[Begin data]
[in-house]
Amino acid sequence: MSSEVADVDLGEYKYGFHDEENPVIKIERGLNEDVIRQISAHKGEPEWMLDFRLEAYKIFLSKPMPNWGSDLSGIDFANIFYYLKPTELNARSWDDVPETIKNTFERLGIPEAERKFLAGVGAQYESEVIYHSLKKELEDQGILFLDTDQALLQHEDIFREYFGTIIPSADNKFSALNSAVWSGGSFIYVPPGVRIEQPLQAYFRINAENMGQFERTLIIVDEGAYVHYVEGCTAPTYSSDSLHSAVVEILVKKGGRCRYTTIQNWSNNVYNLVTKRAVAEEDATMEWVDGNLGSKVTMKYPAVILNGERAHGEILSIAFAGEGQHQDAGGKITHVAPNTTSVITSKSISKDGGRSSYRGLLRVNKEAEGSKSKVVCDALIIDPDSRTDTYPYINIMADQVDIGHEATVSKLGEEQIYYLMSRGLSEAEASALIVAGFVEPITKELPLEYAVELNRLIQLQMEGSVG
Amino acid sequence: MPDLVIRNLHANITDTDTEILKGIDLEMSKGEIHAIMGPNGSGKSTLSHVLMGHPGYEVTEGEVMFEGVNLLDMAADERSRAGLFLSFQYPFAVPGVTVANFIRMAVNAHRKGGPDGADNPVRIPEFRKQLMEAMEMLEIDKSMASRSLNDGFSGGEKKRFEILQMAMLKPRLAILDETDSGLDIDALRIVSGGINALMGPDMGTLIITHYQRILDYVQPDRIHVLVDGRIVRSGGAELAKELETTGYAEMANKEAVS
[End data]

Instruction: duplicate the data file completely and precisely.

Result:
[in-house]
Amino acid sequence: MSSEVADVDLGEYKYGFHDEENPVIKIERGLNEDVIRQISAHKGEPEWMLDFRLEAYKIFLSKPMPNWGSDLSGIDFANIFYYLKPTELNARSWDDVPETIKNTFERLGIPEAERKFLAGVGAQYESEVIYHSLKKELEDQGILFLDTDQALLQHEDIFREYFGTIIPSADNKFSALNSAVWSGGSFIYVPPGVRIEQPLQAYFRINAENMGQFERTLIIVDEGAYVHYVEGCTAPTYSSDSLHSAVVEILVKKGGRCRYTTIQNWSNNVYNLVTKRAVAEEDATMEWVDGNLGSKVTMKYPAVILNGERAHGEILSIAFAGEGQHQDAGGKITHVAPNTTSVITSKSISKDGGRSSYRGLLRVNKEAEGSKSKVVCDALIIDPDSRTDTYPYINIMADQVDIGHEATVSKLGEEQIYYLMSRGLSEAEASALIVAGFVEPITKELPLEYAVELNRLIQLQMEGSVG
Amino acid sequence: MPDLVIRNLHANITDTDTEILKGIDLEMSKGEIHAIMGPNGSGKSTLSHVLMGHPGYEVTEGEVMFEGVNLLDMAADERSRAGLFLSFQYPFAVPGVTVANFIRMAVNAHRKGGPDGADNPVRIPEFRKQLMEAMEMLEIDKSMASRSLNDGFSGGEKKRFEILQMAMLKPRLAILDETDSGLDIDALRIVSGGINALMGPDMGTLIITHYQRILDYVQPDRIHVLVDGRIVRSGGAELAKELETTGYAEMANKEAVS